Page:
The cost of butter has skyrocketed so much that it's now as cheap to buy butter made in France, despite that European country's butter shortage.
For the month of May it cost $4.80 for a 500g block of butter, up 29 per cent from $3.73 a year earlier, according to Statistics New Zealand's food price index.
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At one Auckland supermarket, the price of French-made butter was $4.00 for 400g - compared to the New Zealand-made product at $4.99 for 500g.
Fonterra head of farm source Mark Robinson said prices were at an all-time high.
"Butter prices are at all-time highs in the global market which is good - it's a sign of good things - but it doesn't necessarily reflect the entire market because butter is just one of the products you get from a bucket of milk," he said.
Robinson told NZ Herald Focus the sky-high prices were due to the global standard set in the wider market.
"We need to set our prices based on what we can sell our product for abroad because otherwise you would question why wouldn't you just go and sell it abroad," he said. "Our model in New Zealand is export-driven and that's not just dairy, that's all of agriculture, so we rely on our global markets to set the price in New Zealand and that's for a lot of things not just dairy, beef and lamb."
High butter prices were good for farmers and the dairy industry, he said.
"It's been a tough couple of years in the dairy industry with some low prices, and globally low for dairy, which obviously drives our milk price down which means that farmers revenues are severely impacted but we've been steadily climbing out of that recently, and we've now got a milk price forecast of $6.15 and a forecast for next season of $6.50, so those numbers alone mean that farmers are smiling a bit more than they have been."
ASB chief economist Nick Tuffley said the price of butter could increase still.
"Over the last month we have seen that the wholesale price of butter has continued to rise so we perhaps haven't seen the full retail affect of that come through yet," Tuffley said.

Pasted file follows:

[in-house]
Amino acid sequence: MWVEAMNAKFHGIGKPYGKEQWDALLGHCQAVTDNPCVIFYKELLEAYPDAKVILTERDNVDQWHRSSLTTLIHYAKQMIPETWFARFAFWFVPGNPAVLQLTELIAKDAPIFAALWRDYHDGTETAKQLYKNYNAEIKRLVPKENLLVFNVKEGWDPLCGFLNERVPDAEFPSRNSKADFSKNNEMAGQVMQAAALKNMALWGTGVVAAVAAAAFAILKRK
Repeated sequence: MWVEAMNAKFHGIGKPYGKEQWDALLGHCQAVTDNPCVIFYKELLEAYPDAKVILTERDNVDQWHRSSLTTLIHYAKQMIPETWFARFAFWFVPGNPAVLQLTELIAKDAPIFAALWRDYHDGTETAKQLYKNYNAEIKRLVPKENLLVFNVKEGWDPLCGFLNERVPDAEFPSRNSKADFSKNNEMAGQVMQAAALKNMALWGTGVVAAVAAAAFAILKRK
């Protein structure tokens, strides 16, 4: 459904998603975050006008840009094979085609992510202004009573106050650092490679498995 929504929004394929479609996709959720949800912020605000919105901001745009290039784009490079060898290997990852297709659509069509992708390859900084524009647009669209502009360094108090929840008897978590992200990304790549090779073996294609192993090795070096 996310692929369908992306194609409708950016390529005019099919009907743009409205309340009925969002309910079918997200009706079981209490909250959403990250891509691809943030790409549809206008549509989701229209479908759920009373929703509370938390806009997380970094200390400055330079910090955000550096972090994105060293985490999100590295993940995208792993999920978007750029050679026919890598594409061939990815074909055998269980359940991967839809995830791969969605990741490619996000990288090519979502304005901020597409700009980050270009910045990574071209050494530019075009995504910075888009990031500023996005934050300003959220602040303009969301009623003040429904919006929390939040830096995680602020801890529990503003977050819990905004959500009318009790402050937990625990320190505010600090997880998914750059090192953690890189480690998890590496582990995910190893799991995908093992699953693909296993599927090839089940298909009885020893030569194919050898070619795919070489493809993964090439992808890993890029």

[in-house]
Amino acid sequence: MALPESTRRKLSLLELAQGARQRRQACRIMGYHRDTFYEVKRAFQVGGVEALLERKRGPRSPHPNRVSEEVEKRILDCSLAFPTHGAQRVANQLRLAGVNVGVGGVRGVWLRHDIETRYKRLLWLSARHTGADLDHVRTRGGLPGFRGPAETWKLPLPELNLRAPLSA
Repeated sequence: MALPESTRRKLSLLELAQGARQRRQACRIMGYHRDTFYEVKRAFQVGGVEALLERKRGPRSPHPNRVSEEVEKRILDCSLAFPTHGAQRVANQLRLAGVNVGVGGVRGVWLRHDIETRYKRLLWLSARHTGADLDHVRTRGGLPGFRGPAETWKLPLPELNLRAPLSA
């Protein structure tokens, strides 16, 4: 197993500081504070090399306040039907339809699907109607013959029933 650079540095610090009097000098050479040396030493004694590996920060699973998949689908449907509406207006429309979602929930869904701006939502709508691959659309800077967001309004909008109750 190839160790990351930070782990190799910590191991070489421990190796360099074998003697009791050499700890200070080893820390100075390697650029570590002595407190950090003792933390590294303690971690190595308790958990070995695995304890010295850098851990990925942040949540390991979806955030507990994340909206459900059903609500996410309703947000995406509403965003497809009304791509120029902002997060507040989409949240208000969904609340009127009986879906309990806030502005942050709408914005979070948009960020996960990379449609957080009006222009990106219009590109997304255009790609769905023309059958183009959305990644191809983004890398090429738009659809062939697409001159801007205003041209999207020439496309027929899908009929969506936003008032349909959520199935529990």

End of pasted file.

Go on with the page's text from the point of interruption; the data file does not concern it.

"What we are seeing is a global phenomenon. Butter is a globally traded product and the price is getting pushed up by the fact that consumption is lifting around the world and the supply is struggling to catch up at the moment.
"We have a commodity price index that goes back to 1994, this is by far in a way the highest price on that index, so that's filtering through on a retail level as well."
Ninety five per cent of New Zealand's dairy products are exported.
Tuffley said butter prices had doubled in world markets in the last year and that New Zealand would do well in export earnings due to the surge.
In France bakers have warned the high price of butter was slashing profit margins and threatening the industry, The Guardian reported.
"There is a real threat of butter shortages by the end of the year which could lead to panic on markets," Matthieu Labbe, an industry spokesman, told The Guardian.
The Guardian reported industry bodies were calling on responsible behaviour from supermarkets and cafes in regards to prices they charged shoppers.
Increases in the price of butter are being blamed on falling milk yields in Europe.
Food prices in New Zealand rose at their fastest annual pace in more than six years this month. Vegetable prices jumped 31 per cent in May from the same month a year earlier, with broccoli and kumara prices more than doubling, lettuce prices up 76 per cent, and tomatoes rising 34 per cent.
- additional reporting BusinessDesk.